Geneva, June 4 (IANS) The grievances at the heart of the nationwide protests in the US need to be heard and addressed, UN High Commissioner for Human Rights Michelle Bachelet said.
“The voices calling for an end to the killings of unarmed African-Americans need to be heard. The voices calling for an end to police violence need to be heard. And the voices calling for an end to the endemic and structural racism that blights the US society need to be heard,” Bachelet said in a statement on Wednesday.
She believed that there were “credible reports of unnecessary and disproportionate use of force by law enforcement officers”, including indiscriminate and improper use of less-lethal weapons and ammunition.
Tear gas has been used to disperse peaceful demonstrators and rubber bullets and pepper balls have been fired at demonstrators and journalists who did not pose an imminent threat of serious injury, she said.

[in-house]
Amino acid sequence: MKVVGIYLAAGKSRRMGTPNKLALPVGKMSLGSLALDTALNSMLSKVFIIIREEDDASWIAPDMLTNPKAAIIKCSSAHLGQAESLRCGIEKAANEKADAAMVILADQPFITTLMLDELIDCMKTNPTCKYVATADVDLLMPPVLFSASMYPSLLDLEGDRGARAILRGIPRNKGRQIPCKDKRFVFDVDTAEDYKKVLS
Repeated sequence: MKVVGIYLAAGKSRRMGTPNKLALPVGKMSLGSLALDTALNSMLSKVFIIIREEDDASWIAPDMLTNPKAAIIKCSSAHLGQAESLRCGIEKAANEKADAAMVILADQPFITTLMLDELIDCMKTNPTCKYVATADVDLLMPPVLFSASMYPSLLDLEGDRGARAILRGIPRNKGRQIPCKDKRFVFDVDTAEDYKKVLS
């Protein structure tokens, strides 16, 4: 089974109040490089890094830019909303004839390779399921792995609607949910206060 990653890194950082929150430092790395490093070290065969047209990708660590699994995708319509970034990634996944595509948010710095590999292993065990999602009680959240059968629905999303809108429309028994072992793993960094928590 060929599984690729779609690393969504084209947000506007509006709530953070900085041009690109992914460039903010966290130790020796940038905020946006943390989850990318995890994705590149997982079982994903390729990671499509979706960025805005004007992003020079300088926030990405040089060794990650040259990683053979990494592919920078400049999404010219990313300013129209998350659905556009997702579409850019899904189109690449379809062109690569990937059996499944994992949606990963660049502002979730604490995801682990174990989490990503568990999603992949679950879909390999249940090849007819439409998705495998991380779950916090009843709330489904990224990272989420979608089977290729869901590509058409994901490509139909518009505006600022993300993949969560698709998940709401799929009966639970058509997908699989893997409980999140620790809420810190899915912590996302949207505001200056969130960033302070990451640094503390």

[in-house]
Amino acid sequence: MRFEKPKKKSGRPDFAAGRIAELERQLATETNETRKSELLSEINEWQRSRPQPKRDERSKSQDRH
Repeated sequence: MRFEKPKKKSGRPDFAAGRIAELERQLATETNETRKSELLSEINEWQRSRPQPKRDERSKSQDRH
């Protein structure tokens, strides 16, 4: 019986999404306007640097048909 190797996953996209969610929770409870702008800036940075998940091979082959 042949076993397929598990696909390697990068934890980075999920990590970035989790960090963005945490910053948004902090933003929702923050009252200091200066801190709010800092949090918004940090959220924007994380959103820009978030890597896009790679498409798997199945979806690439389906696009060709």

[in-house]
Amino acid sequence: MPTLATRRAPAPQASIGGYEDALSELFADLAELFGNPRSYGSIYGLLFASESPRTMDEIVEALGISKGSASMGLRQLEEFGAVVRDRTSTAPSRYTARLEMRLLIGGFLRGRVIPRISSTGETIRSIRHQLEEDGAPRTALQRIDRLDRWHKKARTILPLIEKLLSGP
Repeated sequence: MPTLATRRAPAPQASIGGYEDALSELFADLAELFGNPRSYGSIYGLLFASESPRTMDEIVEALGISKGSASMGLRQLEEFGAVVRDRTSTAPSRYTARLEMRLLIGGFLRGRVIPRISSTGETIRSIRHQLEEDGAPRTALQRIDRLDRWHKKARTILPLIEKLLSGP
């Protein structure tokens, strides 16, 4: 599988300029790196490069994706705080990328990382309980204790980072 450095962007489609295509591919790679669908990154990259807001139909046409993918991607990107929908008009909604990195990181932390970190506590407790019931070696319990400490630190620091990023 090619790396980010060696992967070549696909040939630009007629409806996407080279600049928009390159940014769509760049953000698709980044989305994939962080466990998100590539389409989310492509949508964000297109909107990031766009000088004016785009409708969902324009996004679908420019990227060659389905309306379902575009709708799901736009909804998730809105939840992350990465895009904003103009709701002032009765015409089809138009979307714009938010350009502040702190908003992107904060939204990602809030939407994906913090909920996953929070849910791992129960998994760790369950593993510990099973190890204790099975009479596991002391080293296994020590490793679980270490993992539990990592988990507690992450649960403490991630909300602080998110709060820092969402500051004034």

According to the UN official, there have been at least 200 reported incidents of journalists covering the protests being physically attacked, intimidated or arbitrarily arrested, despite their press credentials being clearly visible.
“What has been happening is an unprecedented assault on journalists. In some cases they have been attacked or even arrested while on air,” Bachelet said.
She also voiced deep concern about statements that have sought to label protesters as terrorists, or to delegitimize the mass outpouring of grief and peaceful protest by pointing to violence or destruction of property that has occurred in many locations.
“The anger we have seen in the US, erupting as COVID-19 exposes glaring inequalities in society, shows why far-reaching reforms and inclusive dialogue are needed there to break the cycle of impunity for unlawful killings by police and racial bias in policing,” she said.
Repeating her call to protesters to express their demands for justice peacefully, the UN official also urged the police to take the utmost care not to enflame the situation through the use of excessive force.
The protests, which began in response to the death of an African-American man, George Floyd, while in police custody on May 25, have spread to more than 300 US cities and towns.